We could continue with almost limitless other examples and question. And God didn’t give us the answers to these and countless others. He does require us to meet on the first day of the week. He established the principle of decency and order in our assemblies (1 Corinthians 14:40). He forbids “a woman to teach or exercise authority over a man” (1 Timothy 2:12). But beyond these things, God has specified little else about our assemblies. To make a practical observation, we can change most things about how we conduct our meetings, since we are the ones who arranged them.

The point is this leaves us mainly to our own judgment and makes it impossible to avoid some human traditions. So, getting a handle on tradition is not as simple as determining whether they come from God or man. Is there other Bible teaching that can help us in understanding the place of tradition in our spiritual lives? If the making of human traditions is necessary, can they ever become wrong? If so, when? A look at Matthew 15 and Mark 7 will be particularly helpful in answering this question.

A Human Tradition Becomes Sinful When It Breaks a Command of God

Jesus asked the Pharisees and scribes, “Why do you yourselves transgress the commandment of God for the sake of your tradition” (Matthew 15:3)? He had reference to their tradition of corban (given to God). In this practice, the Jews permitted the dishonoring of parents (in violation of Exodus 20:12) by neglecting them in time of need. This was done by telling them, “Whatever you would have gained from me is Corban (that is, given to God)” (Mark 7:11). But Jesus is pointing out that was no excuse to neglect one’s parents (it still isn’t), and to do so is to disobey God.

A Human Tradition Becomes Sinful When We Make it as Binding as a Precept of God

“The Pharisees and some of the scribes gathered around Him when they had come from Jerusalem, and had seen that some of His disciples were eating their bread with impure hands, that is, unwashed. (For the Pharisees and all the Jews do not eat unless they carefully wash their hands, thus observing the traditions of the elders; and when they come from the market place, they do not eat unless they cleanse themselves; and there are many other things which they have received in order to observe, such as the washing of cups and pitchers and copper pots.) The Pharisees and the scribes asked Him, ‘Why do Your disciples not walk according to the tradition of the elders, but eat their bread with impure hands’” (Mark 7:1-5)?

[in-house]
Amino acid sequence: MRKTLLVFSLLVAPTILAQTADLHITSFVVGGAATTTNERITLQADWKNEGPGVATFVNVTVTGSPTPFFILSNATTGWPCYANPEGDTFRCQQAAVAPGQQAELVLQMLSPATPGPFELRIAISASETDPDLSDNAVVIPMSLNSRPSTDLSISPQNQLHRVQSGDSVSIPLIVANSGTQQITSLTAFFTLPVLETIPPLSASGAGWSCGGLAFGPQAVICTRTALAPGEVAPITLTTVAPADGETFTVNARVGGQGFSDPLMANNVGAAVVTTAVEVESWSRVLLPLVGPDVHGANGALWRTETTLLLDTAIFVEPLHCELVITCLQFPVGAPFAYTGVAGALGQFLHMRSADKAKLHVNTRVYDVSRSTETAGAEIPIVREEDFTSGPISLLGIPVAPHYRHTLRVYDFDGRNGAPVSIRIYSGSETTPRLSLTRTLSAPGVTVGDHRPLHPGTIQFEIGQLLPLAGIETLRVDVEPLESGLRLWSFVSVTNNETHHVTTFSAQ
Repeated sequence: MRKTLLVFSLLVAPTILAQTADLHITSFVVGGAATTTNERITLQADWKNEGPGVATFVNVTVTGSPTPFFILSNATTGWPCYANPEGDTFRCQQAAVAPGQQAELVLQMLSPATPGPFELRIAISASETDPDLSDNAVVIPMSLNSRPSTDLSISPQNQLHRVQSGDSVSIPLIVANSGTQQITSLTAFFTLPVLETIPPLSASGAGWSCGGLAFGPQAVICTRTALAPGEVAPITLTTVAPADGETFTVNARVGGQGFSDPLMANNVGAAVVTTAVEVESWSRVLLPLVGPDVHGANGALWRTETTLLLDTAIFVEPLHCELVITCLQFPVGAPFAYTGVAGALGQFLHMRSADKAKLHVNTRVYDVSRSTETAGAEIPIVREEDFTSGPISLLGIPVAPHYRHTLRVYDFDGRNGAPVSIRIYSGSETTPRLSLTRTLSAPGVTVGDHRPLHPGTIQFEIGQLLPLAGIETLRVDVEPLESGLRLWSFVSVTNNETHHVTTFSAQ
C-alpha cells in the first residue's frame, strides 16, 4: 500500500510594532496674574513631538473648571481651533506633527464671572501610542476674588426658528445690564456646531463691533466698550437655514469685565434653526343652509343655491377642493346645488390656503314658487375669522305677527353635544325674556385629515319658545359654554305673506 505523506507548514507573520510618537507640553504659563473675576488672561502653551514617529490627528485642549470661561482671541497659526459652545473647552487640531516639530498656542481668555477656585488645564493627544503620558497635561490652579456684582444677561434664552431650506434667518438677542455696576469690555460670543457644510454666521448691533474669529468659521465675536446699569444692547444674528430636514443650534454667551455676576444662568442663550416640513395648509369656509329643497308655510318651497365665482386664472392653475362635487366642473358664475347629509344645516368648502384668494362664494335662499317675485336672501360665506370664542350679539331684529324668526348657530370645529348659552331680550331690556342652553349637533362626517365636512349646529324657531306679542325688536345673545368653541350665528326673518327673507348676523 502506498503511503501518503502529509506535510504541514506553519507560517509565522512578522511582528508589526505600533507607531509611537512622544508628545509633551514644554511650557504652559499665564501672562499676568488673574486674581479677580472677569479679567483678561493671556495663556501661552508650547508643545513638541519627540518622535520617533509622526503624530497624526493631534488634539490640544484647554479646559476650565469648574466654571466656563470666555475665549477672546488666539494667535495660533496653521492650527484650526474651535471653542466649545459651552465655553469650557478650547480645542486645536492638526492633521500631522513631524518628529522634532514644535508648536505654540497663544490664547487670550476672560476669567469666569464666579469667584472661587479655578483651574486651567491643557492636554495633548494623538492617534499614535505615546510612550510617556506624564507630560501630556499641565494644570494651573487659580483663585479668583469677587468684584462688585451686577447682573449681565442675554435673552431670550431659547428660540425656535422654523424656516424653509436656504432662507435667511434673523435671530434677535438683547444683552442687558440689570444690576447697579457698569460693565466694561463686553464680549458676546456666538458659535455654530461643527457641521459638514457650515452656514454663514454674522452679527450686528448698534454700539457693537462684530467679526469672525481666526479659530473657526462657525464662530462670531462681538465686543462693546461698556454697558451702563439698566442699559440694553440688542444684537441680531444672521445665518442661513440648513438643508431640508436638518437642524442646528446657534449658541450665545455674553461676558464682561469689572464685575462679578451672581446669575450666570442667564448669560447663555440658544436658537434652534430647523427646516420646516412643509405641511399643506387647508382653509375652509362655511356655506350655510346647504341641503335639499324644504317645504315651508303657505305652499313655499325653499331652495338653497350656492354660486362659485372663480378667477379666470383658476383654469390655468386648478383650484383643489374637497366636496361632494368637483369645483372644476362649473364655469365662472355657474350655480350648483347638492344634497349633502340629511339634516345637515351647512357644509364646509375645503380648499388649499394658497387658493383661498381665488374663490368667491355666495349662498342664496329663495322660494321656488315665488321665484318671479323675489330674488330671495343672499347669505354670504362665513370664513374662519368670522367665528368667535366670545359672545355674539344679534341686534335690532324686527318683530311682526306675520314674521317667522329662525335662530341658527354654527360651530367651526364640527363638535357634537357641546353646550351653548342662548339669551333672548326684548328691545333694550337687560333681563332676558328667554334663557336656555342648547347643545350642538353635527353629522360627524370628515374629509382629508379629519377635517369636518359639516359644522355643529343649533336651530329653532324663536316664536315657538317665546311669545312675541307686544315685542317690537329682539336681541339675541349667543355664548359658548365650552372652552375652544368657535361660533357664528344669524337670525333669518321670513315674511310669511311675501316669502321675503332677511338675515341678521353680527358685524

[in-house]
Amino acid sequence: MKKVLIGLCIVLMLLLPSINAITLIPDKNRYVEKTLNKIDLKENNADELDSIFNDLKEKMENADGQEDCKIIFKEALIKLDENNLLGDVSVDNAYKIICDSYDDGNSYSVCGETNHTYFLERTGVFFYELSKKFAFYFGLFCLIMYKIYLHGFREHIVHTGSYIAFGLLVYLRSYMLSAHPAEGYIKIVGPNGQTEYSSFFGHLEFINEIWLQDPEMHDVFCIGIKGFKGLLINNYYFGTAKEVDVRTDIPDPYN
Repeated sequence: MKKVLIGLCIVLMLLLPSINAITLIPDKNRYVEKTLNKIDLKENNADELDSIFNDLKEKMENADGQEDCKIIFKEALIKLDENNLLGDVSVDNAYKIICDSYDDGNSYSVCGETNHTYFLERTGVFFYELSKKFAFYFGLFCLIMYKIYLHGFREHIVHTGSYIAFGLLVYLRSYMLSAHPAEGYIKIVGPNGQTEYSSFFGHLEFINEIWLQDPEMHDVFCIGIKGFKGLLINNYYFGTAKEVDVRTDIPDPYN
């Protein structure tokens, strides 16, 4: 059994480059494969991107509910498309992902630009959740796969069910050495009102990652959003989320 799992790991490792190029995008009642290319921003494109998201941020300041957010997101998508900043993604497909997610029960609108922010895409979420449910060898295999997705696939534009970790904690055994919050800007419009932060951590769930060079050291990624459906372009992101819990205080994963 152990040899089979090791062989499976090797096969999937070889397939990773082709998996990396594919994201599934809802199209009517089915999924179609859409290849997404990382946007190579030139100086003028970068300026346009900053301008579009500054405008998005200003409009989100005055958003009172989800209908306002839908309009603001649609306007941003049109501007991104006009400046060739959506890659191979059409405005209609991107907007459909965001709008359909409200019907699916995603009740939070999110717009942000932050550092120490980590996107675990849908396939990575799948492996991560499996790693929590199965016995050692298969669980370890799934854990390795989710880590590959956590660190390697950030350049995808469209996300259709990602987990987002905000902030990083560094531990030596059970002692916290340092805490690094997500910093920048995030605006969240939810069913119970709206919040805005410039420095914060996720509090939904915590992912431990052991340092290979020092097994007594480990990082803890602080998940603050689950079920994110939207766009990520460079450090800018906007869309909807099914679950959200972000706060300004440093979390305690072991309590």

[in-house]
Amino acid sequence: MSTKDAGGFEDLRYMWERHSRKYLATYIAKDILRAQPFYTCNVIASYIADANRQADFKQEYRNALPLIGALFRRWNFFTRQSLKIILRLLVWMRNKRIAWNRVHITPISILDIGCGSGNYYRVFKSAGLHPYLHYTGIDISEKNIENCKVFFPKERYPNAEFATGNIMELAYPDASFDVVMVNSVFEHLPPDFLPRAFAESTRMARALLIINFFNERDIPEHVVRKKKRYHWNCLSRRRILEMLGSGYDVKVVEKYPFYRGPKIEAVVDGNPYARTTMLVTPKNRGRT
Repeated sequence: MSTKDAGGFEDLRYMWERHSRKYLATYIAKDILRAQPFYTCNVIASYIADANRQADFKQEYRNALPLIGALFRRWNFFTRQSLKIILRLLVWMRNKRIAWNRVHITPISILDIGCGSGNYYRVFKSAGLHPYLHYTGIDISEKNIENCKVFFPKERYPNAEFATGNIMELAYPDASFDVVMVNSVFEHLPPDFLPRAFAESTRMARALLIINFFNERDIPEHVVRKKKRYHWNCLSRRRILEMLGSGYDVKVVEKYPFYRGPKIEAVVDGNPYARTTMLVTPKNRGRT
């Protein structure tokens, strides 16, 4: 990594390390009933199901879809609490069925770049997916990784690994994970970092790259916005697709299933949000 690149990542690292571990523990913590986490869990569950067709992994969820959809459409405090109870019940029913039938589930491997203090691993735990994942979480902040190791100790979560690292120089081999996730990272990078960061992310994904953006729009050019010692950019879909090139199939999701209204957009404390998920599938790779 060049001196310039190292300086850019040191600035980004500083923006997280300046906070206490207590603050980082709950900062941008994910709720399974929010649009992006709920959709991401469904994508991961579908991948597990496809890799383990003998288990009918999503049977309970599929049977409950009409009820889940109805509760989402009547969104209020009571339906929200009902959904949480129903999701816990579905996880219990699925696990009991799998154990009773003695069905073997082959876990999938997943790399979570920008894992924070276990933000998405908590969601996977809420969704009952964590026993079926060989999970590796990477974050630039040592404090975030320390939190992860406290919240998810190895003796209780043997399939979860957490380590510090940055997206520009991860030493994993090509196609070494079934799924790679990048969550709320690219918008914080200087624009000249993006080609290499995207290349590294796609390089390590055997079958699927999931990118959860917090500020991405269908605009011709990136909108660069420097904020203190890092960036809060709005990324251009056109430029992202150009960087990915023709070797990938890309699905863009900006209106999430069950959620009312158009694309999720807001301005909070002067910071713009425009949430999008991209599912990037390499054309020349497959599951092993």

I do not know if they were washing their hands as a matter of good hygiene (mothers demand it whether God does or not). But it became sinful when they decided to bind it as a law of God, and then judge others as unfit servants if they did not do it.

One other danger associated with tradition bears mentioning. That is contempt for each other among Christians. I believe this is the sin that Jesus condemns in the Sermon on the Mount.

“You have heard that the ancients were told, ‘YOU SHALL NOT COMMIT MURDER’ and ‘Whoever commits murder shall be liable to the court.’ But I say to you that everyone who is angry with his brother shall be guilty before the court; and whoever says to his brother, ‘You good-for-nothing,’ shall be guilty before the supreme court; and whoever says, ‘You fool,’ shall be guilty enough to go into the fiery hell” (Matthew 5:21-22).

When we speak scornfully of each other as traditionalists or progressives could it be that we are guilty of the above? It is right to study together and to try to correct errors we see in each other. It is not right to be full of contempt for each other. Contempt is only a step away from hatred.